Michael J. Penvose set out to Dollar General in Le Roy on Saturday with a simple mission: buy a thermometer that might give him an accurate reading of his infant daughter's temperature.
She had received a vaccination shot and the doctor told Penvose her temperature might creep up. It might even hit 100, but if it hit 100.1 he should call for help or bring her into the hospital.
"We were taking her temp with a thermometer we got from the hospital," Penvose said. "It was saying 99.6, 99.8. I've got it all written down in the house. Then I put it in my mouth and checked my temperature and it said 97.9 and my girlfriend's was different. I panicked. I'd been up all night with her and we're short on money. I went down to Dollar General and I was a few dollars short. I kind of panicked."
What Penvose, 33, did next landed him in The Batavian's "Law and Order" column for Monday. He was charged with petit larceny. It also led to a phone call to The Batavian from Penvose's landlord with "the rest of the story."
Yes, Penvose stole a thermometer, but he also received a bit of charity from an unexpected source: A Le Roy police officer.
Officer Emily Clark purchased that thermometer and gave it to Penvose as he was released from custody and told him to go home and take care of his daughter.
"I told him when I gave it to him that it wasn't that I condoned the fact that he stole it, certainly," Clark said. "And it wasn't condoning that he wasn't very cooperative with Officer Robb, it's just that I can appreciate having a sick child at home and just the situation he's in. How do you not have sympathy for somebody who can't afford something for a child that's a necessity?"
Penvose is originally from Angola and he and his fiance have lived in Le Roy for two months. He said he's had his "fair share" of brushes with the law over the years, but he feels like in the past six months things have been turning around for him, even as he struggles to find a job locally.
There's a sign on the couple's door instructing visitors to remove their shoes before entering and their infant daughter was cute as a bug and dressed a snug jumpsuit when a reporter dropped by unexpectedly.
The big issue with finding a job, said Penvose (he said he can "do anything" -- construction, including roofing and siding, and even build cars) is that he doesn't have a car. Every contractor he's applied with for a job -- 33 in all, he said -- has demanded he have a car.
That issue may be settled by now. The couple was planning on trying to buy a car today using a a tax refund check his finance received.
The thermometer Penvose tried to purchase was more than $7 and Penvose only had $4.50 in cash on him at the time.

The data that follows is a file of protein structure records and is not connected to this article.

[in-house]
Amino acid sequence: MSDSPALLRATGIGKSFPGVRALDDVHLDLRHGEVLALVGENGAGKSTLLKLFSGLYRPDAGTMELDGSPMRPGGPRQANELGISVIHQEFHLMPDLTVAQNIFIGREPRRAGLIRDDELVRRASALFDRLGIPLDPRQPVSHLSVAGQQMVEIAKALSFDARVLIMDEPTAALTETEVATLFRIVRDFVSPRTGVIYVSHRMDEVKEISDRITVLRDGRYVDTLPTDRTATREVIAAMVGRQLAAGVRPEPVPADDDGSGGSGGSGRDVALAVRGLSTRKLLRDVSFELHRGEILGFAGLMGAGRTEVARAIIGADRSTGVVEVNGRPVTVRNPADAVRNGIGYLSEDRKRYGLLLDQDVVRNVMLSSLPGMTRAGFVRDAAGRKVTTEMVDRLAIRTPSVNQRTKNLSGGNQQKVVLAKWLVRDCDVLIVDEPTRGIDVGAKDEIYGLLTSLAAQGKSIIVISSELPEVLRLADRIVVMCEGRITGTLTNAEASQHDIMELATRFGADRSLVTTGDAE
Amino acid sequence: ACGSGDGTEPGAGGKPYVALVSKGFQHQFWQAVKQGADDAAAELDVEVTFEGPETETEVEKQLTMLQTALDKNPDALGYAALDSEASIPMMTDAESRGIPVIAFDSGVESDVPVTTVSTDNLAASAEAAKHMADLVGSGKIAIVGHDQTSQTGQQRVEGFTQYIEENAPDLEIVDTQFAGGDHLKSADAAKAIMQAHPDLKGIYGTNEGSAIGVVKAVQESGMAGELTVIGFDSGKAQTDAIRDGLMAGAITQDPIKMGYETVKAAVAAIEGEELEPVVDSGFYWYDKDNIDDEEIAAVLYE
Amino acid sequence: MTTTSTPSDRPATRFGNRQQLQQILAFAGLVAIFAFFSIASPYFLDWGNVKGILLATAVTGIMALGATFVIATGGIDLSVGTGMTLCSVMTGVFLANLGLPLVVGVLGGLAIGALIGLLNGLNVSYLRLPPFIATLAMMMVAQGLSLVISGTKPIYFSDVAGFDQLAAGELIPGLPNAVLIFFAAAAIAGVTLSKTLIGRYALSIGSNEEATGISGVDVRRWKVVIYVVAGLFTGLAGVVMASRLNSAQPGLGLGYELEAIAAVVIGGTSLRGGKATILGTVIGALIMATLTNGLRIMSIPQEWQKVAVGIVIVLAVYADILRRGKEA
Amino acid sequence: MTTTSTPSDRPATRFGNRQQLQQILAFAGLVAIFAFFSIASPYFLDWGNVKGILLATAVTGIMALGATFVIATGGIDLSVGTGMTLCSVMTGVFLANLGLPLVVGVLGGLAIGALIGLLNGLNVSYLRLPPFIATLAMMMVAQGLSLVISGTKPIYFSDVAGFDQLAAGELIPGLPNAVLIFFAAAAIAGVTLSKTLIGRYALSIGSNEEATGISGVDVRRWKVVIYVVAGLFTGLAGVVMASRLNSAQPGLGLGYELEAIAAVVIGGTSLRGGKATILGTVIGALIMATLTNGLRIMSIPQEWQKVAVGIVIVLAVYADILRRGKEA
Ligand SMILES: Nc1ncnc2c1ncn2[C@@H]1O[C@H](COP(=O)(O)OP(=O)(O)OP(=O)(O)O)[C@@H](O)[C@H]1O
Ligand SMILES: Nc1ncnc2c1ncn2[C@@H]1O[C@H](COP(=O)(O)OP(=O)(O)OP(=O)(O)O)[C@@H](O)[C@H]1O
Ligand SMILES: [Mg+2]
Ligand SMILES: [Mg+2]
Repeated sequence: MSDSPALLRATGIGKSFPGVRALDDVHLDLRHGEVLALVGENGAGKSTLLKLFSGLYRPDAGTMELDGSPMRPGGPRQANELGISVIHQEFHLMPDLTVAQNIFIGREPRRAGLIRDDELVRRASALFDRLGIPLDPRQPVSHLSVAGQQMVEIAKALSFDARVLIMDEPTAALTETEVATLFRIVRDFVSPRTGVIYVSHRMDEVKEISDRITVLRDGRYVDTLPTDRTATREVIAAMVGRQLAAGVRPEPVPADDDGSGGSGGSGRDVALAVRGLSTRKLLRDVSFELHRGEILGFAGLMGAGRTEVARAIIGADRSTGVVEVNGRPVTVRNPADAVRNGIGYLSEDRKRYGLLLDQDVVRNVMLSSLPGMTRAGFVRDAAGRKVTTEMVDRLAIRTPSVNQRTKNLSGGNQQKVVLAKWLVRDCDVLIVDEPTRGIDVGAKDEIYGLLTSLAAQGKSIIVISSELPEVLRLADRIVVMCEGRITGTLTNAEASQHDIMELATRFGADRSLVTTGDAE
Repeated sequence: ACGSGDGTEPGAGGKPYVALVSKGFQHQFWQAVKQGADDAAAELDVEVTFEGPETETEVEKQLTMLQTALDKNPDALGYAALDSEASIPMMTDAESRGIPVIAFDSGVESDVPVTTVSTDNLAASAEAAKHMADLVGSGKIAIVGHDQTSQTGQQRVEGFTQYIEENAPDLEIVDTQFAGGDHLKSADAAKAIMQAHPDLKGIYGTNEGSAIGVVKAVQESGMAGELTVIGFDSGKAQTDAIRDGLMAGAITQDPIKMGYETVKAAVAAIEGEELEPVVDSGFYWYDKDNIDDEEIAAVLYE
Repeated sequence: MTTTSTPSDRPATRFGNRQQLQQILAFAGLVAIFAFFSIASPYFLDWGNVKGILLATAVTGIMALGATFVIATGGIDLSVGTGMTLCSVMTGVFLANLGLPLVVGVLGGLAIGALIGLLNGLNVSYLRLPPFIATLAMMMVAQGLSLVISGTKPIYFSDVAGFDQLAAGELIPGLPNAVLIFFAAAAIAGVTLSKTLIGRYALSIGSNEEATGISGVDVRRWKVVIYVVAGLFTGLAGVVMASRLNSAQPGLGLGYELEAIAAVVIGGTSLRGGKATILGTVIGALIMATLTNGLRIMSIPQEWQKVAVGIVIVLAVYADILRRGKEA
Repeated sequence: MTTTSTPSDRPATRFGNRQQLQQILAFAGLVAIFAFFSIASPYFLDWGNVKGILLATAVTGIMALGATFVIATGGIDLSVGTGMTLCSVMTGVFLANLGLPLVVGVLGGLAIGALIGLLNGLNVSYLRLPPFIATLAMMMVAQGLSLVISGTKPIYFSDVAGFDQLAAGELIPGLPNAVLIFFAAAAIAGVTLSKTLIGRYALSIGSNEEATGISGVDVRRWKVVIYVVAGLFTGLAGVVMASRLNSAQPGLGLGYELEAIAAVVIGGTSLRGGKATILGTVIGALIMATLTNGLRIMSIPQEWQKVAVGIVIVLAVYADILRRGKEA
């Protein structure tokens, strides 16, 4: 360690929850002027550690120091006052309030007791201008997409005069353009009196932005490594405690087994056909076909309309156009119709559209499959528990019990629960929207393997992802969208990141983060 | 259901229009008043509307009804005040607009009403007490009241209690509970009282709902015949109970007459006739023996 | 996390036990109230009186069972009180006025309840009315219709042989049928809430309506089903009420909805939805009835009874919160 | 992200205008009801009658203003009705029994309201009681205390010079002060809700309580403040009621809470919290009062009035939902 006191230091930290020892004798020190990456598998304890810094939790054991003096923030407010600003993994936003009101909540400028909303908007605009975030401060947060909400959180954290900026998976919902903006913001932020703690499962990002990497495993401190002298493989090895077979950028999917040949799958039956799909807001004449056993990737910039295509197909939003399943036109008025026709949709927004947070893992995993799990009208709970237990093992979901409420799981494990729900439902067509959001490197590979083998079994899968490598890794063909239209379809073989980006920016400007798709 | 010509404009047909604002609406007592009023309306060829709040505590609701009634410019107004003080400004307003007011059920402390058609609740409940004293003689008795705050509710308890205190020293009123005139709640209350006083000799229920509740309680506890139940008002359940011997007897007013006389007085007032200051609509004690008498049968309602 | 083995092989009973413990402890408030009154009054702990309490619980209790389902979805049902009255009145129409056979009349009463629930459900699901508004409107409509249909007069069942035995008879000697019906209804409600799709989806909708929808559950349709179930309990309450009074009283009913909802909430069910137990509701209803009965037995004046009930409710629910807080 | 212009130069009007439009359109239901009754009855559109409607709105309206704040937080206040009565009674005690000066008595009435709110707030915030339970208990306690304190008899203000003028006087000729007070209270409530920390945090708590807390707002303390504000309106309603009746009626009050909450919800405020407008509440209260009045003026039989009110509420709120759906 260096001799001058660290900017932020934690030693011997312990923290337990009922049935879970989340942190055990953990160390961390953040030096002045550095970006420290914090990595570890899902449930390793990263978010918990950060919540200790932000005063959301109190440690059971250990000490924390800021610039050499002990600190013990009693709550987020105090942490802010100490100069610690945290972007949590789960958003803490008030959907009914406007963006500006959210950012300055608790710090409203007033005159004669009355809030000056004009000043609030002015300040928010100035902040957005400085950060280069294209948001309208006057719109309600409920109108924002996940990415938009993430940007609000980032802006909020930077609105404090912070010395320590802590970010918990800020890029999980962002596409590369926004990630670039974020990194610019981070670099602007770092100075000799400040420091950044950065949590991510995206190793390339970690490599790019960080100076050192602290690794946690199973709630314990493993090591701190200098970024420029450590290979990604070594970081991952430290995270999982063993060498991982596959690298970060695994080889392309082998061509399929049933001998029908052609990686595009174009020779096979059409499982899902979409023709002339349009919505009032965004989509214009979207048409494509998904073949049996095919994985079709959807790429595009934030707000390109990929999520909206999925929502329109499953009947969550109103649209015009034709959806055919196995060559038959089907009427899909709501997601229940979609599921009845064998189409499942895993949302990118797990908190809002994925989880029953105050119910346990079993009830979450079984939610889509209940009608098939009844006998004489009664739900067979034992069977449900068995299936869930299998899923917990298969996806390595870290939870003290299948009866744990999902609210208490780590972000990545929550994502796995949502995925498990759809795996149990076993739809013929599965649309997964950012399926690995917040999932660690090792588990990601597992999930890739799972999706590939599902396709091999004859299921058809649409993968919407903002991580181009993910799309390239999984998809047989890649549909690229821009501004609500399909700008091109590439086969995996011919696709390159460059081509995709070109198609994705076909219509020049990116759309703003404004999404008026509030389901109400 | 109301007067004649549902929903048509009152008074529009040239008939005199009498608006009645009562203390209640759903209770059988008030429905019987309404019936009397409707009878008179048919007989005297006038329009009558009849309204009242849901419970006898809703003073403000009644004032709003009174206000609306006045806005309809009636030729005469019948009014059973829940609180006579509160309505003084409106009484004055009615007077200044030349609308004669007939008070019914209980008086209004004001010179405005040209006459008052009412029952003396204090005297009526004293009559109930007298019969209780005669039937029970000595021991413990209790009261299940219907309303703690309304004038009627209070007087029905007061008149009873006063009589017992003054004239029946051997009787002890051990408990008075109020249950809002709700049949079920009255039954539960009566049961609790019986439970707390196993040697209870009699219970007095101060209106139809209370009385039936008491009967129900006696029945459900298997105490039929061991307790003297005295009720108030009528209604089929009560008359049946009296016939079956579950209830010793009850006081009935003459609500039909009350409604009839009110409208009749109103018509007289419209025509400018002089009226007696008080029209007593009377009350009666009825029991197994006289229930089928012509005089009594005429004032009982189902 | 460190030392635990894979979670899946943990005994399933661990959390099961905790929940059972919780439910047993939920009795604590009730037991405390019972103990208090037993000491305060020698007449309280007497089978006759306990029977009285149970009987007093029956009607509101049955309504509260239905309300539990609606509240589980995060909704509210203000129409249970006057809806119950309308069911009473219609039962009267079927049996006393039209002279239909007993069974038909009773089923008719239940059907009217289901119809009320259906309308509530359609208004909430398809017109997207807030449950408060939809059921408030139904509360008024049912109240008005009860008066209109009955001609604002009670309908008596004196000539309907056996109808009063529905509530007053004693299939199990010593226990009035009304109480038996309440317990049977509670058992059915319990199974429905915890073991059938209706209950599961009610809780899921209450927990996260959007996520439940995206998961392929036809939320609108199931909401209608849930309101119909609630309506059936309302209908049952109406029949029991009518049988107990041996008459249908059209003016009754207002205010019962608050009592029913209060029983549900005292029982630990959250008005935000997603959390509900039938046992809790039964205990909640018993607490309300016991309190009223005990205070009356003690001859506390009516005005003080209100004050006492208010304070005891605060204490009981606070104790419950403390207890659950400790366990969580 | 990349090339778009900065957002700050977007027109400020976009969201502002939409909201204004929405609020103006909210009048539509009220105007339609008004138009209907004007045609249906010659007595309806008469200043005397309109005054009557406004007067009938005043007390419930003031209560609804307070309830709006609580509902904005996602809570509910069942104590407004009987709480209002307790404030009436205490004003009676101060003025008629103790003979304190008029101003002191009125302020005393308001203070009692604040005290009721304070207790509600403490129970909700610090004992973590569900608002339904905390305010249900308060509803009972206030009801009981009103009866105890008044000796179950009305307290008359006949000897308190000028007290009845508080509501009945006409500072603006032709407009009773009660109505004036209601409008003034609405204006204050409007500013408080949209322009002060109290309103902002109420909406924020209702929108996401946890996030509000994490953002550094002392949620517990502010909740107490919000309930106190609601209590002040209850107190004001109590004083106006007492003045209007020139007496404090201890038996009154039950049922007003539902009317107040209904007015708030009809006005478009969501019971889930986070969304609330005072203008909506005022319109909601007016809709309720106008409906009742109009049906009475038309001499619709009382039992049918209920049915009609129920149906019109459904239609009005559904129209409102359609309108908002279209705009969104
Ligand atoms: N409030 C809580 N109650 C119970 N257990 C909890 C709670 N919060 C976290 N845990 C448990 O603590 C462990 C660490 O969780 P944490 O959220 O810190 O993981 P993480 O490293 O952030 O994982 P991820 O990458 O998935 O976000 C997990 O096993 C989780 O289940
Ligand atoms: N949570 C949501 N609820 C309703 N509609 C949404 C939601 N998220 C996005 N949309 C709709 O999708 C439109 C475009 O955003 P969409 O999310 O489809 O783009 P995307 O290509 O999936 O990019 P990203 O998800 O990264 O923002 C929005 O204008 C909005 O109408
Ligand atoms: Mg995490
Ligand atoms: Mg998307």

"I panicked," he said. "She was burning up and I just felt something was wrong and I didn't want to take a chance."
After he left the store, Officer Daryl Robb found Penvose walking east of the Yellow Goose.
Penvose admits he wasn't entirely honest with Robb when they first spoke.
"I gave them a little line of a story because I was panicking," he said. "I just wanted to get home. I'd been taking her temperature every three hours."
Robb took Penvose back to the station and at that point Penvose opened up and told the full story.
"I just thought I should tell him exactly what the situation was," Penvose said. "Everybody in the room, it looked like, they all had tears in their eyes."
Clark left, went to the store, and paid for the thermometer, and Robb finished processing Penvose on the petit larceny charge.
"I guess if I was that situation I would want somebody to do that for me," Clark said. "We're not just cops. We're people, too. It's not part of the job, but I guess I like being able to do that as part of the job."
Making a bit of charity part of her job is something Clark has done a few times before said Chief Chris Hayward. For example, when homeless people have passed through the village, she's bought them food.
"That's the type of officer you want," Hayward said.
Clark was surprised when a reporter showed up at headquarters today asking about the incident. It's not something she expected anybody to find out about. When we first asked Hayward about it, he didn't even know Clark had helped Penvose.
Penvose is worried what the misdemeanor charge might mean for him, but he's still in disbelief that a police officer, or anybody, would help him in that situation.
"Not a lot of people out there do stuff for me and I do a lot for a lot of people," Penvose said. "I'm always a helping hand. My past has not been very good, but I'm always helping somebody. It doesn't matter what it is. If somebody needs their yard raked or (has a) flat tire, it don't matter what it is, a rainstorm, I'll pull over. When she did that for me, it was shocking. I was like wow, there are people out there who ... well, I guess it was the situation. It wasn't for me anyways. It was for my daughter."